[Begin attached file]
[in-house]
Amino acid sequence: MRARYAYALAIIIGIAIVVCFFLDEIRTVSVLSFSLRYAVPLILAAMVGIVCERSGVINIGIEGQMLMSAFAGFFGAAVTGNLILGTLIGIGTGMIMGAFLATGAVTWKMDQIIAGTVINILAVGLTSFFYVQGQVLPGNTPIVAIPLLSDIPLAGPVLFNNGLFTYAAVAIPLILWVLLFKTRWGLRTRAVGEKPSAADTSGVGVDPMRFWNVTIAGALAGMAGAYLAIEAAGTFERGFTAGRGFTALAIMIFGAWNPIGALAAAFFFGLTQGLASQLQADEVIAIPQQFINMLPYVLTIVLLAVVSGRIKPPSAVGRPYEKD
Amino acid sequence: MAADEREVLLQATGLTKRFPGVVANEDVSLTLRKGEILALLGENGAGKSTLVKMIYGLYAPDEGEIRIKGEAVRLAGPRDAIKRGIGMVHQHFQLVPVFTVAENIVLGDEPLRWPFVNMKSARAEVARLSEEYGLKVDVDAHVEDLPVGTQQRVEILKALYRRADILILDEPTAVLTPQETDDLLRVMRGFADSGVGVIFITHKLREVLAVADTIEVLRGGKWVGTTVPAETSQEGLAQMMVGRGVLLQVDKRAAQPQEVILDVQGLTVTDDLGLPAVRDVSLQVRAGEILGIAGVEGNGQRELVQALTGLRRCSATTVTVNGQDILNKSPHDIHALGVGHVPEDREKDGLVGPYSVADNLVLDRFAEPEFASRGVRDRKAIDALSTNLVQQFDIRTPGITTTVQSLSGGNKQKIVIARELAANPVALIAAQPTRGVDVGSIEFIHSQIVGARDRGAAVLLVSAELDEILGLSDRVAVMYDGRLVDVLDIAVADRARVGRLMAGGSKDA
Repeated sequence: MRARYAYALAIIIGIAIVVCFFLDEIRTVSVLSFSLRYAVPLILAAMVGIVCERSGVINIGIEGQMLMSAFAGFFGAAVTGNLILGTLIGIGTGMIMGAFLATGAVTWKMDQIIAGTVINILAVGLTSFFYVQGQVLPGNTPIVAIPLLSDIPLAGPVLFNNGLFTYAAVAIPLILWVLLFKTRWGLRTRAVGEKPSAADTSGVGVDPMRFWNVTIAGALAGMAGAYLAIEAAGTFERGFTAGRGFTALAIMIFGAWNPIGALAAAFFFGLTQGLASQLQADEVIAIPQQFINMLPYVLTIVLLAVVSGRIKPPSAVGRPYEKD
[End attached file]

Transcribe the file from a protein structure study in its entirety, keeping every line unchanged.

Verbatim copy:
[in-house]
Amino acid sequence: MRARYAYALAIIIGIAIVVCFFLDEIRTVSVLSFSLRYAVPLILAAMVGIVCERSGVINIGIEGQMLMSAFAGFFGAAVTGNLILGTLIGIGTGMIMGAFLATGAVTWKMDQIIAGTVINILAVGLTSFFYVQGQVLPGNTPIVAIPLLSDIPLAGPVLFNNGLFTYAAVAIPLILWVLLFKTRWGLRTRAVGEKPSAADTSGVGVDPMRFWNVTIAGALAGMAGAYLAIEAAGTFERGFTAGRGFTALAIMIFGAWNPIGALAAAFFFGLTQGLASQLQADEVIAIPQQFINMLPYVLTIVLLAVVSGRIKPPSAVGRPYEKD
Amino acid sequence: MAADEREVLLQATGLTKRFPGVVANEDVSLTLRKGEILALLGENGAGKSTLVKMIYGLYAPDEGEIRIKGEAVRLAGPRDAIKRGIGMVHQHFQLVPVFTVAENIVLGDEPLRWPFVNMKSARAEVARLSEEYGLKVDVDAHVEDLPVGTQQRVEILKALYRRADILILDEPTAVLTPQETDDLLRVMRGFADSGVGVIFITHKLREVLAVADTIEVLRGGKWVGTTVPAETSQEGLAQMMVGRGVLLQVDKRAAQPQEVILDVQGLTVTDDLGLPAVRDVSLQVRAGEILGIAGVEGNGQRELVQALTGLRRCSATTVTVNGQDILNKSPHDIHALGVGHVPEDREKDGLVGPYSVADNLVLDRFAEPEFASRGVRDRKAIDALSTNLVQQFDIRTPGITTTVQSLSGGNKQKIVIARELAANPVALIAAQPTRGVDVGSIEFIHSQIVGARDRGAAVLLVSAELDEILGLSDRVAVMYDGRLVDVLDIAVADRARVGRLMAGGSKDA
Repeated sequence: MRARYAYALAIIIGIAIVVCFFLDEIRTVSVLSFSLRYAVPLILAAMVGIVCERSGVINIGIEGQMLMSAFAGFFGAAVTGNLILGTLIGIGTGMIMGAFLATGAVTWKMDQIIAGTVINILAVGLTSFFYVQGQVLPGNTPIVAIPLLSDIPLAGPVLFNNGLFTYAAVAIPLILWVLLFKTRWGLRTRAVGEKPSAADTSGVGVDPMRFWNVTIAGALAGMAGAYLAIEAAGTFERGFTAGRGFTALAIMIFGAWNPIGALAAAFFFGLTQGLASQLQADEVIAIPQQFINMLPYVLTIVLLAVVSGRIKPPSAVGRPYEKD